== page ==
Around the US
A map showing the location of Dead Sea Scroll fragments that are currently in America. Note 15 fragments were recently sold to an institution in the United States that hasn't made a public announcement and whose identity is unknown. The Museum of the Bible in Washington DC has 13 fragments, the largest collection in America whose location we know of.
A black and white picture of one of the 15 fragments that was recently sold and is now in an institution in the United States that hasn't made a public announcement. It was sold by an anonymous seller through the manuscript company Les Enluminures.
Another of the 15 fragments that was recently sold. There appears to be Greek letters on this fragment. Some of the Dead Sea Scrolls were written in Greek.
A Dead Sea Scroll fragment, published last year, which is now in the collection of the Museum of the Bible. The authenticity of this fragment is uncertain. Scientific tests are being done and the museum plans to discuss the possibility of forgery and the challenges of authenticating ancient texts in their exhibit. If genuine this scroll fragment preserves parts of Micah 1:4-6 "the valleys will split open, like wax before the fire; like water poured down a slope. By the transgression of Jacob."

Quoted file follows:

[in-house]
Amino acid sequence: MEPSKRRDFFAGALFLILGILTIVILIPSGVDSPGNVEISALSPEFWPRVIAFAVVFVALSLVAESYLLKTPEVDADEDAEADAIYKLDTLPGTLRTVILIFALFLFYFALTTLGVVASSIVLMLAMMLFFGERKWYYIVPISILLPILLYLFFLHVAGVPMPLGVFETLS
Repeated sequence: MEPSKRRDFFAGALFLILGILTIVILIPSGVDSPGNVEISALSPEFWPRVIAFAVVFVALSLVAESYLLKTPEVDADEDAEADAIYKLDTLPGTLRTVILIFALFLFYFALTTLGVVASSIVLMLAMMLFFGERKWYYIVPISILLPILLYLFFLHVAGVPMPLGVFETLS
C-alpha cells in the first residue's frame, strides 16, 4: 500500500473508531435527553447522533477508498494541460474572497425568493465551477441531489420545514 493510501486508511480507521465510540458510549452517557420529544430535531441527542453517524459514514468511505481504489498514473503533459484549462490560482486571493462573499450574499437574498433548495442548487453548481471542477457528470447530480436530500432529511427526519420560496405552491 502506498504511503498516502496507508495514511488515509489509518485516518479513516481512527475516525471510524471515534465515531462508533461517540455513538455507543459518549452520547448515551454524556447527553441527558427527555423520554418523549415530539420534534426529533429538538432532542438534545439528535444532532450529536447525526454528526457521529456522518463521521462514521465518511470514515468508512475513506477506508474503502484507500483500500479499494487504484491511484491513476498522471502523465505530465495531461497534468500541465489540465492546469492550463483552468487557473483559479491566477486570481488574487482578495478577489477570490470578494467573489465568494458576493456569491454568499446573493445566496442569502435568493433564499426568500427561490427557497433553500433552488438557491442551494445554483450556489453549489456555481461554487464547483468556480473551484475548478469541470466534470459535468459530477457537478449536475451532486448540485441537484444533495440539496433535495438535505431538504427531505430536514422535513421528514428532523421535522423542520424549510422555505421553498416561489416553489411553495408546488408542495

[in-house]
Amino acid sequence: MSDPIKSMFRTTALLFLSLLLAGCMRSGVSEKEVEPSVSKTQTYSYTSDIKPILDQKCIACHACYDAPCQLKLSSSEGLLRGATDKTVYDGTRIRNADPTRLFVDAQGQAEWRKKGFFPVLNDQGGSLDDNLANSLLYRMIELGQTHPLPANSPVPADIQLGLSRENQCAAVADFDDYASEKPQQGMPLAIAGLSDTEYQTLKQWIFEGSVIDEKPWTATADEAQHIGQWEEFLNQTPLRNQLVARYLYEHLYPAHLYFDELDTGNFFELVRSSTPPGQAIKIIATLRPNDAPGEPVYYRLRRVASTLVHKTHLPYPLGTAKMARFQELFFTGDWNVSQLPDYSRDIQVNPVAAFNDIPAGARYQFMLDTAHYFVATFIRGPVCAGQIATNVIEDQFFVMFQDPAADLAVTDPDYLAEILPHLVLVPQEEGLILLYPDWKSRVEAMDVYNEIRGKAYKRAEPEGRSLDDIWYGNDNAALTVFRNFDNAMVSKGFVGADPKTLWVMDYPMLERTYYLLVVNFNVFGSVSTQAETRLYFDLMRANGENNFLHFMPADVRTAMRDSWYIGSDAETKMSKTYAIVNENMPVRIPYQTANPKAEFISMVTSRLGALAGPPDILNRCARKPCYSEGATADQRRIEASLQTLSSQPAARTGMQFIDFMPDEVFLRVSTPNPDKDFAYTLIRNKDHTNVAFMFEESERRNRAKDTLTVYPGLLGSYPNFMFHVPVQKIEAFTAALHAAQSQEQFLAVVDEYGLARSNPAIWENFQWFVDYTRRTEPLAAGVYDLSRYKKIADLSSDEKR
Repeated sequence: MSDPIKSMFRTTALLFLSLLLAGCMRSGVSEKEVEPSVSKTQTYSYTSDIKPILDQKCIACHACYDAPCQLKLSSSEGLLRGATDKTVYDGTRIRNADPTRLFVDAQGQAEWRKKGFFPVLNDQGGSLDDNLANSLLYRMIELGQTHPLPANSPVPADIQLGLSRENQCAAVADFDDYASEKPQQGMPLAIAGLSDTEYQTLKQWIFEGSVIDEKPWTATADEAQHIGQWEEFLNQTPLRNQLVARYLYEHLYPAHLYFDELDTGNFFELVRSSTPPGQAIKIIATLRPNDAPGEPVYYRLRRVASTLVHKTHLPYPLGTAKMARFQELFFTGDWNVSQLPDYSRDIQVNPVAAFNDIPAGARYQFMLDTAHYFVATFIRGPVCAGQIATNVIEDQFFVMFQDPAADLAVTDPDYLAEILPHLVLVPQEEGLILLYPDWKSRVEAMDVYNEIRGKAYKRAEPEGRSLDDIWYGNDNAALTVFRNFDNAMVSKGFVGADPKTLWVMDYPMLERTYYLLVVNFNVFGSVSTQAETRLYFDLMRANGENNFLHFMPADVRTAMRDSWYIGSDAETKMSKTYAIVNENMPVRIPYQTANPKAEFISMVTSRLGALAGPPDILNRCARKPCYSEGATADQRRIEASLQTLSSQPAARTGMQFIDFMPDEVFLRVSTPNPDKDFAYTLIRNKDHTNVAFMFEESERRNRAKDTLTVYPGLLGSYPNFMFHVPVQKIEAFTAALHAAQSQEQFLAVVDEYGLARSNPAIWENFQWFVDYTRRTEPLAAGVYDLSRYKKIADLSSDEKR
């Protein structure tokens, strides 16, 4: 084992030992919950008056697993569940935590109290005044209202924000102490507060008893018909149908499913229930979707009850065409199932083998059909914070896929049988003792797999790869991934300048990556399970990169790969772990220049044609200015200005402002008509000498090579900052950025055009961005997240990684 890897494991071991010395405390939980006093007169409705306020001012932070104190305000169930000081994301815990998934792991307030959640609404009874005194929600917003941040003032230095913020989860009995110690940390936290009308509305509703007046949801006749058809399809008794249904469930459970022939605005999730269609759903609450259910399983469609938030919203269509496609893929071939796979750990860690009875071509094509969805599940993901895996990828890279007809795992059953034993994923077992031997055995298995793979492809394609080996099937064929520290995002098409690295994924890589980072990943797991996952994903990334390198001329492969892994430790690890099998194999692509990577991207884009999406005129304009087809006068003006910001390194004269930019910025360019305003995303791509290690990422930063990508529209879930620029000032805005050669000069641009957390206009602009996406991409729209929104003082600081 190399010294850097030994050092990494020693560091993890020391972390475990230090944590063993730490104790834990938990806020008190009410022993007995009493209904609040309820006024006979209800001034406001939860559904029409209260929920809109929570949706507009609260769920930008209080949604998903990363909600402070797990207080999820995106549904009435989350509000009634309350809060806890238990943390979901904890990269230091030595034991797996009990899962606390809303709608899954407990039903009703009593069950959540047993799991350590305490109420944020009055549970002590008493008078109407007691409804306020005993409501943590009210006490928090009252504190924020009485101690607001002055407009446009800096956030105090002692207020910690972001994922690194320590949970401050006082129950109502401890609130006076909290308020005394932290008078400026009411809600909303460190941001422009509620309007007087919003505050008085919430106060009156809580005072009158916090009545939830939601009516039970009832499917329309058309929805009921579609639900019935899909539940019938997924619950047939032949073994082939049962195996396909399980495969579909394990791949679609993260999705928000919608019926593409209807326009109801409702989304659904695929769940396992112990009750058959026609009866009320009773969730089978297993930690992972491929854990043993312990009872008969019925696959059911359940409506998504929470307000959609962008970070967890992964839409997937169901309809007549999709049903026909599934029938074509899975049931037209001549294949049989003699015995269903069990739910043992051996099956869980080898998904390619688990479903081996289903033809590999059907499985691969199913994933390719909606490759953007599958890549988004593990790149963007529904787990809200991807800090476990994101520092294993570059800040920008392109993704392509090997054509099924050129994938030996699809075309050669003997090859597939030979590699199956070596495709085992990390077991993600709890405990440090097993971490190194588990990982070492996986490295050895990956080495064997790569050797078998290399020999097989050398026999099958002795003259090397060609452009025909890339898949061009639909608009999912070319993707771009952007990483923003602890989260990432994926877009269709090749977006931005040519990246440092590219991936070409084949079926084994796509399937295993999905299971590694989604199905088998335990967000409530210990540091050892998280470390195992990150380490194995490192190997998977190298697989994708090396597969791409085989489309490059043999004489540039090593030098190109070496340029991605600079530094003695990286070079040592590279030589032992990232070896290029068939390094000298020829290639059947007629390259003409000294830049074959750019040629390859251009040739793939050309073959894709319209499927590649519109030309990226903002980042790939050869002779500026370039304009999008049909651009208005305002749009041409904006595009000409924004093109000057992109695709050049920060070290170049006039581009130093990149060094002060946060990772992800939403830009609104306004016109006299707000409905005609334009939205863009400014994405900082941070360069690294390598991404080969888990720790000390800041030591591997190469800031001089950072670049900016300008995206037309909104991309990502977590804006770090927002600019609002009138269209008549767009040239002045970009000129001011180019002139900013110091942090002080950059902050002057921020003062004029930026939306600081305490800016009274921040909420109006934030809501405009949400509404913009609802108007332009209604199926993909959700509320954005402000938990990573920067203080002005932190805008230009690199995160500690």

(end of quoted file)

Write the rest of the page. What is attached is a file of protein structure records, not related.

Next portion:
Burned by fire
A Dead Sea Scroll fragment, published last year, which is now in the collection of the Museum of the Bible. It preserves parts of Nehemiah 2:13-16. The authenticity of this scroll fragment is also uncertain. The scroll fragment was scorched by fire at some point.
Commands from the lord
This fragment is at Azusa Pacific University in Azusa, California. It preserves part of Deuteronomy 27:4-6, a passage in which the lord commands that an altar be built for him at Mount Gerizim. A preliminary study of the fragment was written and published online in 2010 by James Charlesworth, a professor at Princeton Theological Seminary.
Preserving the past
A Dead Sea Scroll fragment which is at Lanier Theological Library in Houston. It preserves part of Amos 7:17 – 8:1. It was studied and published by Emanuel Tov, a professor at the Hebrew University of Jerusalem.
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Owen Jarus is a regular contributor to Live Science who writes about archaeology and humans' past. He has also written for The Independent (UK), The Canadian Press (CP) and The Associated Press (AP), among others. Owen has a bachelor of arts degree from the University of Toronto and a journalism degree from Ryerson University.